Dental Tribune International

New sensor monitors bone growth around dental implants

By Franziska Beier, Dental Tribune International
November 24, 2020

TEHRAN, Iran: In order to reduce the medical radiographic imaging dosage for patients with dental implants, engineers from Shahid Beheshti University in Tehran have designed a novel sensor. The device can be integrated within dental implants in order to monitor bone growth, thus replacing multiple radiographic imaging sessions.

According to the researchers, low energy consumption, stable performance and information processing rate are some of the engineering challenges for implanted sensors. The sensor is designed using microfabrication methods and integrated into dental implants. Once in place, it passively measures changes in the surrounding electrical field in order to monitor bone growth. “When the bone is forming around the sensor, the capacitance of the sensor changes,” explained lead author Dr Alireza Hassanzadeh, assistant professor in the department of electrical engineering at the university, in a blog entry on the Institute of Electrical and Electronics Engineers (IEEE) Spectrum website. These changes in capacitance are then conveyed to a reader device via a wireless inductive link.

The sensor is a zero-power module and therefore does not require a battery. According to IEEE Spectrum, it is made of titanium and PEEK. So far, it has been tested on the femur and mandible bone. Results showed that sensor capacitance from the early stage of the dental implant to full recovery and bone development had increased more than seven times. “The results reveal that the amount of bone around the implant has a direct effect on the capacitance value of the sensor,” added Hassanzadeh.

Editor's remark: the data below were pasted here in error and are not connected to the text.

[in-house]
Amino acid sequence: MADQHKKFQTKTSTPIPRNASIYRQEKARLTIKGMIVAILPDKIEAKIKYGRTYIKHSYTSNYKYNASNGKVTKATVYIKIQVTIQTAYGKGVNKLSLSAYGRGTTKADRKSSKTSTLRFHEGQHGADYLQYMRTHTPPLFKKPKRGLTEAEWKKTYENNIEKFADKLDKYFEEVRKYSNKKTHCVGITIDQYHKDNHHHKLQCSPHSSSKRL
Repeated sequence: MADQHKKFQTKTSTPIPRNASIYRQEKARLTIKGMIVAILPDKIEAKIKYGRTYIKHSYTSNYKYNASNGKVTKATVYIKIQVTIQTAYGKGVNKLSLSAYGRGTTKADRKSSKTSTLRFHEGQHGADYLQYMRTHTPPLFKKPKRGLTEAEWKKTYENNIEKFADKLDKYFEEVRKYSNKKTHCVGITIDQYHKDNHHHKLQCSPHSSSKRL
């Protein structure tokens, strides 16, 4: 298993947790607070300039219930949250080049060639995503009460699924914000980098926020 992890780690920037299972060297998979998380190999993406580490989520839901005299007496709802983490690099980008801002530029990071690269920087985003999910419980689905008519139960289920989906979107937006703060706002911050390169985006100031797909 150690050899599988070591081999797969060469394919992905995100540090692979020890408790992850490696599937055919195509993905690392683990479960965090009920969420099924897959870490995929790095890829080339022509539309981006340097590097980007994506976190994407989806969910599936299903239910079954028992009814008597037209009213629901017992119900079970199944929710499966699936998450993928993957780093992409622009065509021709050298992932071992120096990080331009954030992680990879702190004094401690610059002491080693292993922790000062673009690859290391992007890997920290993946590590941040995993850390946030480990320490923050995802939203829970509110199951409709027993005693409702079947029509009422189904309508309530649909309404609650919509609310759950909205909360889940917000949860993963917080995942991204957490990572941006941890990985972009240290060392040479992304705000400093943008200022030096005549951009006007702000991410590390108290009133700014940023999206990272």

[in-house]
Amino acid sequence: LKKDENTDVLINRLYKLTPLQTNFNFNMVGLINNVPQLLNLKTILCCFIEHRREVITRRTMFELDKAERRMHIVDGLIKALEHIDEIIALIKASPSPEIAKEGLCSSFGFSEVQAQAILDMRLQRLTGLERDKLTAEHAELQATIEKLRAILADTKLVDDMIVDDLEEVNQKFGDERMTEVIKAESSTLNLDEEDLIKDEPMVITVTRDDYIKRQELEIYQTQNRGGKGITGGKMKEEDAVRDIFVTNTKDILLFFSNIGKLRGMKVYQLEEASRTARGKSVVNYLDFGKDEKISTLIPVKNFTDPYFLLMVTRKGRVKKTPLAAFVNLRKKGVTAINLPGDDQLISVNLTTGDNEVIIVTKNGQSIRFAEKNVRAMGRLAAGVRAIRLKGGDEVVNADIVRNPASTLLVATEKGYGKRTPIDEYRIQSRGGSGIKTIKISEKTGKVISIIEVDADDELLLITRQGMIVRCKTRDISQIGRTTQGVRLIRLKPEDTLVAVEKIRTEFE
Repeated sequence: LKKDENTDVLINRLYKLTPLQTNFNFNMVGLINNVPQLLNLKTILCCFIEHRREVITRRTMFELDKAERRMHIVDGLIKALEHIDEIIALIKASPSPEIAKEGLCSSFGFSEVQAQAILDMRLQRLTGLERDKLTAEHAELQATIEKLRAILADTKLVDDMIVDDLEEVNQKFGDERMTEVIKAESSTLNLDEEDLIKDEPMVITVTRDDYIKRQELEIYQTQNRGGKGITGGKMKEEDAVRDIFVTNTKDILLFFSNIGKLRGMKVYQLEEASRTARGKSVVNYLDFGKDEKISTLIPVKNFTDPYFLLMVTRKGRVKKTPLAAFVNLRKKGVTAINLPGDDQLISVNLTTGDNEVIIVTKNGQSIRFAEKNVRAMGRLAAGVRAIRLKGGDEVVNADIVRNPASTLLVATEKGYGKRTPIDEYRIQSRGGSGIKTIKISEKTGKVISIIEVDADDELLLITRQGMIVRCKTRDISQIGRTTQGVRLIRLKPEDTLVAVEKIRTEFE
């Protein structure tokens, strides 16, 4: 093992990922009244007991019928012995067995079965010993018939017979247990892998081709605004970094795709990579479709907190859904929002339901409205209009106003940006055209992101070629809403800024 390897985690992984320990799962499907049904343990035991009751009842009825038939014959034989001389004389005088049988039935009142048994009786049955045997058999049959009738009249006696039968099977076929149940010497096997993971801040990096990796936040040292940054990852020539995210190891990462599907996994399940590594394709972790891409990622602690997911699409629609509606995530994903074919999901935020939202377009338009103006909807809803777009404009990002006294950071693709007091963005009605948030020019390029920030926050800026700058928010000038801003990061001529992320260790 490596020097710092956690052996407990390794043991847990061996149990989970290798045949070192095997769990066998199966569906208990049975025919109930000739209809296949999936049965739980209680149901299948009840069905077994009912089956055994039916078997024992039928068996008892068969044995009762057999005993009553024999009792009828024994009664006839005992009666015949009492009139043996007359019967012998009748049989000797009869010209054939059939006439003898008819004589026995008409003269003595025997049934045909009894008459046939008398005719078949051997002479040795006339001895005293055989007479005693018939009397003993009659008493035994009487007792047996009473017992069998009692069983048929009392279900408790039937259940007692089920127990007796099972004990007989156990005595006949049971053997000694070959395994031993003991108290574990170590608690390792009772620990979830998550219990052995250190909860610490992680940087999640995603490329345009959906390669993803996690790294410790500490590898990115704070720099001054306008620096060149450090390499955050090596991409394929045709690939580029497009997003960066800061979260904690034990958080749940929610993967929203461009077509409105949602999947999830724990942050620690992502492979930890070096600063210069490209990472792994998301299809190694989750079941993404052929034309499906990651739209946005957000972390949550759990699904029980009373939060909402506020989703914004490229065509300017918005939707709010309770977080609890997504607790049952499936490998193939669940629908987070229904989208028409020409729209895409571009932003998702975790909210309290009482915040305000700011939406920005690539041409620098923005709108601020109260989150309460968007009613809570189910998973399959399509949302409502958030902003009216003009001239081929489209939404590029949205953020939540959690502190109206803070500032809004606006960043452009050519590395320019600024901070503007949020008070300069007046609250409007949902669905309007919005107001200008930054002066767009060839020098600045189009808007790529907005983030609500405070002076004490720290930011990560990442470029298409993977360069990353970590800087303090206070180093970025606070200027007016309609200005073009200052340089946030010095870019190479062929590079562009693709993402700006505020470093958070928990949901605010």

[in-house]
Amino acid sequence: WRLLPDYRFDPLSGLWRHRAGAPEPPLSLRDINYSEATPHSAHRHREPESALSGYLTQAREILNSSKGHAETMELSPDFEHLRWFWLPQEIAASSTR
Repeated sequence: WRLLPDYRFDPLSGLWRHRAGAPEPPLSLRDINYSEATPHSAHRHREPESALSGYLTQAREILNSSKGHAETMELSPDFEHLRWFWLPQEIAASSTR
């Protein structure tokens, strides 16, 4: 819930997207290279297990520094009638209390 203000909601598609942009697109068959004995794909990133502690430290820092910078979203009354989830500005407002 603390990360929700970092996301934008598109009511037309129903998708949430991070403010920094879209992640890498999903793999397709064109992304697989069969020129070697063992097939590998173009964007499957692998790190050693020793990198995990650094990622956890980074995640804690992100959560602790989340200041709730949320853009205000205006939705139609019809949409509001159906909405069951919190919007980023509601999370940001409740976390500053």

The device still needs to be optimised for different implant sizes and shapes, and clinical studies will need to be completed with dental implant patients showing different indications, said Hassanzadeh. “We plan to commercialise the device after some clinical tests and approval from FDA [US Food and Drug Administration] and authorities.”

The study, titled “A new capacitive sensor for histomorphometry evaluation of dental implants”, was published online on 25 September 2020 in IEEE Sensors Journal, ahead of inclusion in an issue.

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